Shatar Capital Inc v. Farzaneh

Filing 70

ORDER granting 53 Motion for Summary Judgment to the extent that the plaintiff is entitled to summary judgment as to liability on the guaranty and that the amount due under the guaranty is that indicated above, subject only to reduction for any amounts 1005 LLC may establish as an offset in the related litigation. Signed by Judge Joe Heaton on 11/17/2022. (so)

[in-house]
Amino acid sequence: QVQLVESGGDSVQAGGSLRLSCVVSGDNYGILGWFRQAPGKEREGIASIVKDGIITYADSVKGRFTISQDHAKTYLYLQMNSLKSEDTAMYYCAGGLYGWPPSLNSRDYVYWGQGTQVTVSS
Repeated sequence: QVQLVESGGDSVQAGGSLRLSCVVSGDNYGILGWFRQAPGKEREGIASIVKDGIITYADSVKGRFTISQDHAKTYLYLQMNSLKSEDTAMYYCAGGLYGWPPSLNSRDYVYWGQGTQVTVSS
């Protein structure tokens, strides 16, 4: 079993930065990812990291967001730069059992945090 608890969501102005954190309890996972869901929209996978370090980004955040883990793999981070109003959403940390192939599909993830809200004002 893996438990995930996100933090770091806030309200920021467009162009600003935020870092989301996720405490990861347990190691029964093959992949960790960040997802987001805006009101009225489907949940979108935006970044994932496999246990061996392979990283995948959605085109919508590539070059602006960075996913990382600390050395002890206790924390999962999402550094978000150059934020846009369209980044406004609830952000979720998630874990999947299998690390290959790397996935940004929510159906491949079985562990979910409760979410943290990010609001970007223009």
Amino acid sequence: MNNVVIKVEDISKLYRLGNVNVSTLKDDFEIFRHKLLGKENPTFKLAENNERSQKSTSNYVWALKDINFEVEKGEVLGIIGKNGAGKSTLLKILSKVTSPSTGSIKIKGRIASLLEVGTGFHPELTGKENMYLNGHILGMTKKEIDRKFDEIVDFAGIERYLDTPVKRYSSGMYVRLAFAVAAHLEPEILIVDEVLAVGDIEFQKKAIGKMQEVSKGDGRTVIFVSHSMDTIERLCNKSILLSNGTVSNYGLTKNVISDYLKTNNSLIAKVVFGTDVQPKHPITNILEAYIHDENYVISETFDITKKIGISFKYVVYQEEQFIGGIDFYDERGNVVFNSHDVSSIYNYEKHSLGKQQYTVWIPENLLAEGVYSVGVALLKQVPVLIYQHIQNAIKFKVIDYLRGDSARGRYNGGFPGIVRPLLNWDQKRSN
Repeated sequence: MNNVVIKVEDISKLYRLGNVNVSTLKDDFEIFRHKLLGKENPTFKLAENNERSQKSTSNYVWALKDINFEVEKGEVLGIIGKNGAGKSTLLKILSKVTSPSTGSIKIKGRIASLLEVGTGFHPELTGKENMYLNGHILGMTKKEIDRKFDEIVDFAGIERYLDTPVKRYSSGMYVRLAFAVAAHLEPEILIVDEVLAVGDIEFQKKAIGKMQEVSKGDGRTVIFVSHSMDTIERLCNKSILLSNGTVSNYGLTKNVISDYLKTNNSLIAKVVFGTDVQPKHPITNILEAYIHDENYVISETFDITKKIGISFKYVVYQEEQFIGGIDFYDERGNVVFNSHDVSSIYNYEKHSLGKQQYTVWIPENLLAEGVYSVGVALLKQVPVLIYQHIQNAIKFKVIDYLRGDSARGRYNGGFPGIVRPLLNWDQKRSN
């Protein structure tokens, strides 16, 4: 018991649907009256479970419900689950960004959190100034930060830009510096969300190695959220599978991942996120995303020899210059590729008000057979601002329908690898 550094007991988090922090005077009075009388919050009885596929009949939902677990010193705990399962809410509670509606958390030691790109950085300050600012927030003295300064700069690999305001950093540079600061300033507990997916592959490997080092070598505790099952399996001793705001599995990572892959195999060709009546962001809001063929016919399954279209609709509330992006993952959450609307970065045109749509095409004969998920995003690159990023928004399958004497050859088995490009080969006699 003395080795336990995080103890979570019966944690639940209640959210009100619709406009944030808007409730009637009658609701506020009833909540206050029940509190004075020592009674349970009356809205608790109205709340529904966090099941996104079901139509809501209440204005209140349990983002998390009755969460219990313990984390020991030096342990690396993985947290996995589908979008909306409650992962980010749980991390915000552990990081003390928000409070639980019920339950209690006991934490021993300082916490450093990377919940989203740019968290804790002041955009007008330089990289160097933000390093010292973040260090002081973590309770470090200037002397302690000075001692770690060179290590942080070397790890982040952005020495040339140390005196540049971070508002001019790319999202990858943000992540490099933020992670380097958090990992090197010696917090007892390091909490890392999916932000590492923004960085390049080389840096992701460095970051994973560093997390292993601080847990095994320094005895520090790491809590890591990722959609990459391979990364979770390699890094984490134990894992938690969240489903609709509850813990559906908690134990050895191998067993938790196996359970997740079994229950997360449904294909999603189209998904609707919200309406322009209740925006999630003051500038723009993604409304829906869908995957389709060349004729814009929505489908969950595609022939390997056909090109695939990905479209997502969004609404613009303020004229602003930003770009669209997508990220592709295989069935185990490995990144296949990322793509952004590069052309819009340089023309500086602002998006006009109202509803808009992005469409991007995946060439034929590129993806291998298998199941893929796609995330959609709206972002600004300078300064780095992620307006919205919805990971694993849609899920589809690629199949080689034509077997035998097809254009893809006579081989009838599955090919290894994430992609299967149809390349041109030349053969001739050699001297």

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IN THE UNITED STATES DISTRICT COURT FOR THE WESTERN DISTRICT OF OKLAHOMA SHATAR CAPITAL INC, Plaintiff, vs. AMIR M. FARZANEH, Defendant. ) ) ) ) ) ) ) ) ) NO. CIV-20-1057-HE ORDER In this case, plaintiff Shatar Capital Inc. seeks to enforce a Guaranty Agreement executed by defendant Amir M. Farzaneh. The Guaranty Agreement was part of the security for a loan in the amount of $5,350,000 made by Shatar Capital Inc. to 1005 LLC, an Oklahoma limited liability company controlled by Farzaneh. The loan to 1005 LLC is also the basis for a related case, CIV-20-1124-HE, in which 1005 LLC and Farzaneh assert various claims against Shatar Capital Inc. Farzaneh asserts those same claims here as counterclaims. Shatar Capital Inc. has now moved for summary judgment on the guaranty and as to defendant Farzaneh’s counterclaims. Background The bulk of the background facts pertinent to the issues in this case are undisputed. Shatar Capital Inc. loaned $5,350,000 to 1005 LLC in August 2018, pursuant to a note and mortgage, to enable 1005 LLC to acquire an office building in Moore, Oklahoma. Defendant Farzaneh executed a guaranty of the note. The note was due to mature August 23, 2019, but the maturity was extended to March 1, 2020, by a Loan Modification and Extension Agreement effective as of December 11, 2019. It is undisputed that the note was not paid by March 1, 2020, and that 1005 LLC was in default thereafter. It is undisputed that Shatar Capital made assignments of some or all of its interest in the loan at various times and that some or all of those participation interests were eventually re-transferred to Shatar Capital while this case was pending. It is also undisputed that, with credit for all payments made during the life of the loan and subject to adjustment for the impact of counterclaims asserted here or in the related case, the total unpaid principal and interest, as of August 10, 2022, was $6,010,437.59, plus collection costs in the amount of $69,509.35 and accruing interest at the rate of $1910.96 per day from August 10, 2022, until paid.1 Discussion Summary judgment is appropriate “if the movant shows that there is no genuine dispute as to any material fact and the movant is entitled to judgment as a matter of law.” Fed.R.Civ.P. 56(a). “A genuine dispute as to a material fact exists when the evidence, construed in the light most favorable to the non-moving party, is such that a reasonable jury could return a verdict for the non-moving party.” Carter v. Pathfinder Energy Servs., Inc., 662 F.3d 1134, 1141 (10th Cir. 2011) (quotations and citation omitted). “Only disputes over facts that might affect the outcome of the suit under the governing law will properly preclude the entry of summary judgment.” Anderson v. liberty Lobby, Inc.¸477 1 Farzaneh’s response to the present motion does not take issue with plaintiff’s assertion of the unpaid balance other than to argue it may be subject to reduction based on the counterclaims asserted here or in the related case. See plaintiff’s undisputed fact #12 and defendant’s response. 2 U.S. 242, 248 (1986). Applying these standards to the parties’ submissions here, the court concludes plaintiff’s motion should be granted, subject only to the potential reduction of amounts due under the guaranty based on how 1005 LLC’s claims are resolved in the related case. As noted above, it is undisputed that defendant Farzaneh executed an unconditional guaranty of 1005 LLC’s debt to the plaintiff. It is undisputed that the debt guaranteed is in default with an unpaid balance as indicated. Therefore, Farzaneh is liable on the guaranty unless he can show the existence of some material issue of fact the resolution of which might be a basis for him avoiding liability. None of his arguments do so. Defendant contends he should not be liable on the guaranty because plaintiff lacks “standing” to assert a claim as to it.2 He characterizes the argument as whether plaintiff has standing to assert rights as to the note and mortgage. His argument is based on the evidence that Shatar Capital sold participation interests in the note and mortgage to others. Here, of course, the issue is not whether plaintiff has the right to enforce the note and mortgage, but whether he has the right to enforce the guaranty. Defendant’s submissions do not directly address any purported transfer of the guaranty. However, to the extent that defendant argues the guaranty was transferred incident to the assignment of participation interests, it suffices to say there is no evidence offered here that plaintiff ever 2 Confusion often results when parties describe “standing” as the issue, when the issue is actually what party or entity is the real party in interest or whether than party has a substantive basis for recovery. 3 ceased to be the holder of the underlying note or of the guaranty.3 As discussed more fully in the summary judgment order separately entered in the related case, evidence of the sale of participation interests is not inconsistent with plaintiff’s continued status as the holder of the pertinent note with the authority to enforce it. As is also discussed more fully in the order entered in the related case, Mr. Farzaneh is in no position to assert there was something wrong with the practice of selling participations in the loan. The undisputed evidence shows that the Loan Modification and Extension Agreement signed in December 2019 explicitly acknowledged assignments had been made and continued to designate Shatar Capital as the lender. Moreover, the modification agreement explicitly waived any defenses or counterclaims the guarantor might have had as of that time. Even absent the waivers and releases included in the modification agreement, the waivers of defenses included in the guaranty itself preclude Mr. Farzaneh’s reliance on the counterclaims he now asserts.4 Language in a guaranty such as was included here is generally enforceable in Oklahoma, as guarantors “are bound by the unambiguous terms of the contract although the result may be harsh.” JPMorgan Chase Bank, N.A. v. Specialty Restaurants, Inc., 243 P.3d 8 (Okla. 2010). 3 Contrary to defendant’s suggestion in his brief, the various assignments between third parties do not purport to assign all of Shatar Capital’s interest in the note and mortgage, but rather assign all of the particular assignor’s interest in them. 4 The Guaranty Agreement, Doc. #53-4, provides that (para. 2), among other things, the Guarantor “expressly waives … all rights of counterclaim, recoupment, offset or setoff ….” 4 To the extent that Mr. Farzaneh asserts fraud in the inducement of his guaranty (or of the underlying obligation), based on an alleged promise of Mr. Namvar to purchase and lease back the property, he has released any claim in that regard. Mr. Farzaneh’s submissions make it clear that he knew, by the time the lease modification agreement was entered into in December 2019, that Mr. Namvar was not purchasing the property or doing a leaseback. Pursuant to the explicit provisions of the modification agreement, any claim or counterclaim then existing against Shatar Capital based on such a promise was released. Similarly, defendant has not submitted evidence sufficient to create a justiciable issue as to his purported constructive fraud counterclaims even if he was otherwise able to assert them. Any such claims appear to ones held by 1005 LLC, as the party contractually bound on the note and mortgage, rather than Mr. Farzaneh as guarantor. More importantly, however, and as discussed more fully in the summary judgment order in the related case, Mr. Farzaneh and his entities have not identified or supported a plausible basis for a constructive fraud (or negligence) claim even in favor of 1005 LLC. In short, Mr. Farzaneh’s submissions are insufficient to create a justiciable issue as to any matter that might impact the enforceability of his guaranty. He is liable under it for any amounts 1005 LLC is ultimately found to be liable for under the Note and Mortgage. Summary The court concludes plaintiff is entitled to summary judgment as to liability on the guaranty and that the amount due under the guaranty is that indicated above, subject only to reduction for any amounts 1005 LLC may establish as an offset in the related litigation. Plaintiff’s motion [Doc. #53] is GRANTED to that extent. 5 IT IS SO ORDERED. Dated this 17th day of November, 2022. 6